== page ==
But one may here ask: “What is all this technical jargon? How does it effect me? How does it apply to the society I live and work in? What is my role in this?”
What is culture after all? It is a set of values which can be found common in the characters of people, it is a set of values which a dear to a group of people. Therefore, we have youth culture, pop culture, English culture, Maltese culture, football culture, entertainment culture, working culture. So, by definition, culture belongs to at least two people.

But not all Maltese people work at the same company, not all like football. This means that each person has an identity, formed from different cultures. In this respect, identities are widely diverse and these constitute the differences between peoples, which, if not used to unite may lead to conflicts between persons and, at national level, peoples.

A leader should therefore be able to identify the different identities of his team and regulate them such that they guide the respective project to success. This can be done at personal level…and may be helpful to each one of us to teach ourselves adopt a positive attitude to life.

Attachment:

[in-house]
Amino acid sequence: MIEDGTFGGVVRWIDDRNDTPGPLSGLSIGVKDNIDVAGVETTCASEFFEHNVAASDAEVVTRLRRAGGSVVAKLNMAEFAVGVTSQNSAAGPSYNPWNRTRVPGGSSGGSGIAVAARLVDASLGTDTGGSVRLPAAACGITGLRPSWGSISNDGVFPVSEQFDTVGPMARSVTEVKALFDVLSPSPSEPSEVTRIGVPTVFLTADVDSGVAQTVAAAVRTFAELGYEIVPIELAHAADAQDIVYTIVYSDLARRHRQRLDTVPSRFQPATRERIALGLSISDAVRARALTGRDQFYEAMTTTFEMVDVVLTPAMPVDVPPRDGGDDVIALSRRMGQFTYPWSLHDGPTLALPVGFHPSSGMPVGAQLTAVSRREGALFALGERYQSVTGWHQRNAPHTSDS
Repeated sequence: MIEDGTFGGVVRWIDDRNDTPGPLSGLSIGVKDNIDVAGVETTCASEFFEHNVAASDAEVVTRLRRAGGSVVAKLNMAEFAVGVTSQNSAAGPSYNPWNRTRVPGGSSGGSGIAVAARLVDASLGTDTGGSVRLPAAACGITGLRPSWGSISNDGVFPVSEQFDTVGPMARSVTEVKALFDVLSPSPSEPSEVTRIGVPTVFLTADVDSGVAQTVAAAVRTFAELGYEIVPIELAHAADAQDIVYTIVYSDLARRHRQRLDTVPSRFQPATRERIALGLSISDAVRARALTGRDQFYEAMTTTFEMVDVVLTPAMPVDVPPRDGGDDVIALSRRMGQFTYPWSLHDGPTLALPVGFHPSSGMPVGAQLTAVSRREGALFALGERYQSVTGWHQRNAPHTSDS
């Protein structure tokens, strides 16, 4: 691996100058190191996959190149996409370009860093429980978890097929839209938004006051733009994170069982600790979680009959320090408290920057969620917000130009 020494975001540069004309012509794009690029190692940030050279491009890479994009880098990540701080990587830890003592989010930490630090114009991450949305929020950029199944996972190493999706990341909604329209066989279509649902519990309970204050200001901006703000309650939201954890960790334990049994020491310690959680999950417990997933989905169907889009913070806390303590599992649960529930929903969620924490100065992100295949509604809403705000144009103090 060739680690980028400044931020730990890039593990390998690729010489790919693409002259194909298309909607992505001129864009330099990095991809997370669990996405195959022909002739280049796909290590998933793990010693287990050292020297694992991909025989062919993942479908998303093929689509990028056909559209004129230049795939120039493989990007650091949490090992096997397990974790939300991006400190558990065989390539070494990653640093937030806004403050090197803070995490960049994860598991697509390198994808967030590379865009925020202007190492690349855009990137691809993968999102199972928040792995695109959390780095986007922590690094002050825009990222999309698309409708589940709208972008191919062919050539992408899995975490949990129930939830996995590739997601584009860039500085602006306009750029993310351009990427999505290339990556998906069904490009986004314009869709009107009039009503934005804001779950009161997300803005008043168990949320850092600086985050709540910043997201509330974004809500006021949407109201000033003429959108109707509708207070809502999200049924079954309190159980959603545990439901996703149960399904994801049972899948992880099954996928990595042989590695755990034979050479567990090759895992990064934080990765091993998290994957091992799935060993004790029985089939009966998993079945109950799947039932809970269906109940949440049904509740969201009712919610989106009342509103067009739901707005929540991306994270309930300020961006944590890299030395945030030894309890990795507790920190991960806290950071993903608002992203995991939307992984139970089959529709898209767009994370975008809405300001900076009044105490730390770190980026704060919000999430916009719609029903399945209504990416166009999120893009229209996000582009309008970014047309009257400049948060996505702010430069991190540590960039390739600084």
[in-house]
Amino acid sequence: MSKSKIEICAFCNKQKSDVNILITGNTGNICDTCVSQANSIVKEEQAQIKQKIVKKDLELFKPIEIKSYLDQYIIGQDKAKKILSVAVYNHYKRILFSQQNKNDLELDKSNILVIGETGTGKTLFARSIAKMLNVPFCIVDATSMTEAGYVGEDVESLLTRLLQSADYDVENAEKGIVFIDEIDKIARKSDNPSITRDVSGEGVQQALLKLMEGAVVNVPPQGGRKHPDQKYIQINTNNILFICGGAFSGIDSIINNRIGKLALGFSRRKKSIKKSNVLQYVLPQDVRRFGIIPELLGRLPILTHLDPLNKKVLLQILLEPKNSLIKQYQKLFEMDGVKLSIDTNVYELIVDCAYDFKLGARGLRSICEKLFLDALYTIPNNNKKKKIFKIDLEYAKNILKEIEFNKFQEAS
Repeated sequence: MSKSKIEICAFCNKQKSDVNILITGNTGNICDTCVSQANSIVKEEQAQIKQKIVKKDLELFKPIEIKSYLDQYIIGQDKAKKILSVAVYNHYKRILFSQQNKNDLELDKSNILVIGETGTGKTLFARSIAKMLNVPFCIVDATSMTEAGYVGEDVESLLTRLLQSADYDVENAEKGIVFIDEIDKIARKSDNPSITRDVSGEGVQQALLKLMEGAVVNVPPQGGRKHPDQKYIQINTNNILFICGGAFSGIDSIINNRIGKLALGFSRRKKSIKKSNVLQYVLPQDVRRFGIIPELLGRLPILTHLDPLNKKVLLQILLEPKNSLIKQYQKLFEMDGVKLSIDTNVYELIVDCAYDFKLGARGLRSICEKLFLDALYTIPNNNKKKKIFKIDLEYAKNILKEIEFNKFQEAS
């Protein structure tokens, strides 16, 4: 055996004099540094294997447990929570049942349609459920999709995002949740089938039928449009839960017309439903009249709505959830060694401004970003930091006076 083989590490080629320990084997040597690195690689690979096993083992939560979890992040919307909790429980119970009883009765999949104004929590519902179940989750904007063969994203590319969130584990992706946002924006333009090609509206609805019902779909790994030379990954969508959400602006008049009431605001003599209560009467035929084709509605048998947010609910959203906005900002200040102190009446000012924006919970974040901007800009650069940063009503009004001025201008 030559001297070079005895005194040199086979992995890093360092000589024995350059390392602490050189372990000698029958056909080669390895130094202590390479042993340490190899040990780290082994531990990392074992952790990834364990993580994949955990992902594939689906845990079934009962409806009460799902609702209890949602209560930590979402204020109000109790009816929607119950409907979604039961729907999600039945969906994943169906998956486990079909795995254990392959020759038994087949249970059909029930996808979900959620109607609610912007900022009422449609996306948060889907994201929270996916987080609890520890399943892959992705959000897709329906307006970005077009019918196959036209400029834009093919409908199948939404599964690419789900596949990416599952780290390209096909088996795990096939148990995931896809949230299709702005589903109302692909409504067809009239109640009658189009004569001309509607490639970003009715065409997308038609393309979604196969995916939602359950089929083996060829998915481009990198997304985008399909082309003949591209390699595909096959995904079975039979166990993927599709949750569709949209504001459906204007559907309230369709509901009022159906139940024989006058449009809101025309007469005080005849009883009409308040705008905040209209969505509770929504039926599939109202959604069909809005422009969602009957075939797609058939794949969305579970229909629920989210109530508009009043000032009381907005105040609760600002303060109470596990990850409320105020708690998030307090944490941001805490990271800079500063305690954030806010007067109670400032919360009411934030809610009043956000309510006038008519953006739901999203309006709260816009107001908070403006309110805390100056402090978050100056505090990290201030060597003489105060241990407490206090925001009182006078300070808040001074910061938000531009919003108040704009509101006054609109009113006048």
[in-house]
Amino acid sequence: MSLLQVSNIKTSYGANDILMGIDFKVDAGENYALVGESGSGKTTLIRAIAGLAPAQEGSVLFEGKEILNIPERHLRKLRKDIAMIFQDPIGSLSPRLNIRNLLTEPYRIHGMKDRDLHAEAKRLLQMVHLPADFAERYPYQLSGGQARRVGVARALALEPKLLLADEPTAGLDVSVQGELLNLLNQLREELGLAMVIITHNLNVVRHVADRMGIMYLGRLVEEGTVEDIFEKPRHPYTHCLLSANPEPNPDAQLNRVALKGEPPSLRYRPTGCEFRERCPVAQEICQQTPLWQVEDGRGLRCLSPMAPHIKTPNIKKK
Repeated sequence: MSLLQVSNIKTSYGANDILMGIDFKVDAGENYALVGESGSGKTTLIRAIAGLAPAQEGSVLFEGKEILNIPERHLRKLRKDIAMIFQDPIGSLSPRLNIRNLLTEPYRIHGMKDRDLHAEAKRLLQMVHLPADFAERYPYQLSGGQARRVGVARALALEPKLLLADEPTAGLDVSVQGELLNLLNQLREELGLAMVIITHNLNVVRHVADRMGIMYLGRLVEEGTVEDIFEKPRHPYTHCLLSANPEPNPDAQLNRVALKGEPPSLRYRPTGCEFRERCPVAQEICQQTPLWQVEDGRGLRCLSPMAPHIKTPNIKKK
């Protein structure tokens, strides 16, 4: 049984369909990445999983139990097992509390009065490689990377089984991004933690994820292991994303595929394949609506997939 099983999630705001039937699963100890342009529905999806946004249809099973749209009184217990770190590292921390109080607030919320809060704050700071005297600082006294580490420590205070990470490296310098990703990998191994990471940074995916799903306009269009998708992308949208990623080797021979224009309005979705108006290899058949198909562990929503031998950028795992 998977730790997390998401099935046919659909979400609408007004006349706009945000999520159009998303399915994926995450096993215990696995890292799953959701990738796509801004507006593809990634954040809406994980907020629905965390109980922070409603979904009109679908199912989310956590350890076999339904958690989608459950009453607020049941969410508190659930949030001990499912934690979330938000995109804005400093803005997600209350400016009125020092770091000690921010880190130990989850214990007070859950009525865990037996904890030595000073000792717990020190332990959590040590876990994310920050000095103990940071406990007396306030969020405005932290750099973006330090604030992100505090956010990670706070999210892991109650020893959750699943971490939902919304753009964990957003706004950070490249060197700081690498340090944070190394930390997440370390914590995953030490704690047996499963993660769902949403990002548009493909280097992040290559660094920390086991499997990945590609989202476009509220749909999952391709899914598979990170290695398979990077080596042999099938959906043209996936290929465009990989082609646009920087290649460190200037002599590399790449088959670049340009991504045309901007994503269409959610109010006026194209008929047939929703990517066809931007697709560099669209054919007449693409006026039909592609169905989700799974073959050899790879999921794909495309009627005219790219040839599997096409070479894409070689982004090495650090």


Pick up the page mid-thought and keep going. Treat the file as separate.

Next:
Youth for Exchange and Understanding (YEU) was founded in Strasbourg in August, 1986 by a group of 120 young people from 11 different countries and since 1989 it has been recognized as a member association of the European Coordination Bureau (E.C.B.). Today we are member in the European Youth Forum in Brussels and considered by the C.o.E. & the E.U. as an INGYO.


  1. To foster closer co-operation and better understanding among the young people of the world, both between and within continents, particularly by encouraging the exchange of information & experience;
  2. To stimulate mutual aid in the developed and the developing countries for cultural, educational and social purposes;
  3. To encourage the interdenominational exchange of ideas and opinions;
  4. To improve the relationship among young people from countries with differing political systems, religious believes and traditions thus fostering tolerance;
  5. To work together on issues affecting people and their environment.

YEU Malta is the local branch of YEU, and naturally it adopts the same aims and objectives. As with the International organisation, YEU Malta is a grass-roots group aimed at fostering above all ACCEPTANCE.

It aims to offer the opportunities to local youths to experience the world around them, experience new cultures by living them in the various international events held during the year. It is all about meeting other people and making networks that last for everyone. There is something for everyone in YEU. It all depends on one thing: The will of the prospective young person to take this opportunity. It is all about fun. It is all about joie-de-vivre. You are about to enter a new world… YEU.